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Mould is present all around us every day, but scaremongering about its dangerous effects on people and property is increasing. In properties affected by water damage, a positive mould test can be a real worry and also exploited by some companies to make money. But how can we even rely on these tests and does a positive test really mean someone is in danger? These are some questions Polygon is trying to figure out.
University College London (UCL) has established the UK Centre for Moisture in Buildings (UKCMB), an independent body, to investigate how they can substantially improve the way moisture risk is understood and managed in the UK. UKCMB cooperates with partners from academia, government, industry and the public. Polygon UK is one of these and has provided both money and expertise to the project. The Moisture Research Centre (FuktCentrum) at The University of Lund, which Anders Kumlin (the founder of AK Konsult, Polygon Sweden) is president of, was considered to be a key model for the UKCMB.
“A key problem in the UK is that we insulate our buildings better now and we have poorer air flow as a result. This is likely to get worse – air exchange happening less frequently in our homes. In actual fact there is always mould in your house, from the black marks on the sealant in your shower to the old piece of fruit in the fruit bowl, there can be quite high levels here and they usually don’t do any harm to most people”, says Jeremy Sykes, country president of Polygon UK & Ireland.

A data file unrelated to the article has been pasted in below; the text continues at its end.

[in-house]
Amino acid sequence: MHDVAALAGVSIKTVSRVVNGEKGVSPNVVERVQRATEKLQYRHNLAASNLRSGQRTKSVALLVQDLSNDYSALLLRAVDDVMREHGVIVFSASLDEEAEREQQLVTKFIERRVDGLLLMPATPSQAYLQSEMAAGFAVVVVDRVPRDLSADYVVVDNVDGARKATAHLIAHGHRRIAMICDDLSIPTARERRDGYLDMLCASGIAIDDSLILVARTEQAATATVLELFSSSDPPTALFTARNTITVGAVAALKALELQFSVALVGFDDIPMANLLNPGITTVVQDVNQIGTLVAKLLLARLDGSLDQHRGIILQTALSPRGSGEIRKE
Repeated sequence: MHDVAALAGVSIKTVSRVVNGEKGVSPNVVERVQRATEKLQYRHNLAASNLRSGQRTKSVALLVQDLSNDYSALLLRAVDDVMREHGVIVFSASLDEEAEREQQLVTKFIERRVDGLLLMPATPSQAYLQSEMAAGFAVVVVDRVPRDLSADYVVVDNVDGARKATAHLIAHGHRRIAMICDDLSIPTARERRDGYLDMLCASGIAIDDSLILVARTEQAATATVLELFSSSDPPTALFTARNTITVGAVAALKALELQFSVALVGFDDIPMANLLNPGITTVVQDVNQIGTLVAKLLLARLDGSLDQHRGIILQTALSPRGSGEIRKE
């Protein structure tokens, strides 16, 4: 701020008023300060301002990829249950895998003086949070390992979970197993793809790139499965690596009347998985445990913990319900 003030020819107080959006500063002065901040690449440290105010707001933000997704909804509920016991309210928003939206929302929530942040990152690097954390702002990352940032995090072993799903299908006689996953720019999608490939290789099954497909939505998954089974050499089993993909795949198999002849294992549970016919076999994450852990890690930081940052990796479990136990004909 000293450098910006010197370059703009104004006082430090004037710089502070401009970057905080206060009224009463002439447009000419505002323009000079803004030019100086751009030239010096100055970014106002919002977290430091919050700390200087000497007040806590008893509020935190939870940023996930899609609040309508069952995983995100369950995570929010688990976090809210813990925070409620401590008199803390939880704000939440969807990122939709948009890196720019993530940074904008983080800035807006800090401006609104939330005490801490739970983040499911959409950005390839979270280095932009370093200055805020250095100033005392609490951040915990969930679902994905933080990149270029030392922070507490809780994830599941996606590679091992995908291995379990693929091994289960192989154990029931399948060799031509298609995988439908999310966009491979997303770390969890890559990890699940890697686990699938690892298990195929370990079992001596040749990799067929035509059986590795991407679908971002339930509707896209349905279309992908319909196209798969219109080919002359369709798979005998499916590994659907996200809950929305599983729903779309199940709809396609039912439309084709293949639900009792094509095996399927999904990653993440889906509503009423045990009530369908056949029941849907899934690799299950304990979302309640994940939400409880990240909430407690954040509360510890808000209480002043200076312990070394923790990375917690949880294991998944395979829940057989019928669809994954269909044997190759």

When UKCMB began their research, it planned to focus on new and refurbished buildings. However, Polygon introduced the idea of including existing buildings and the particular problems faced after water damage in the insurance industry.
Polygon sponsored research into an accurate and repeatable method of measuring mould contamination. Polygon and the UCL team started by collecting different samples, looked for visible mould and handed out a detailed questionnaire to homeowners. UCL analysed the results which showed that a measurement of a certain level in air and a different amount on a surface, signified high levels of mould.
“This method could be undertaken quite cheaply and easily when we are on site and maybe it is something we should do on all water damages, maybe many times through the drying process”, says Jeremy.
The study will continue and try to answer the questions on how this affects people and how to approach this. Certain people, for example those with breathing problems, or the elderly, may be especially vulnerable and this is something that insurers may need to consider.
“For Polygon this was a first step to get an accurate understanding of what this means for the homeowner and the insurer. In the long run we hope it will give us an insight into future business opportunities and guide us as to whether we need to change our way of working”, concludes Jeremy.
For more information go to www.ukcmb.org/research-areas/projects
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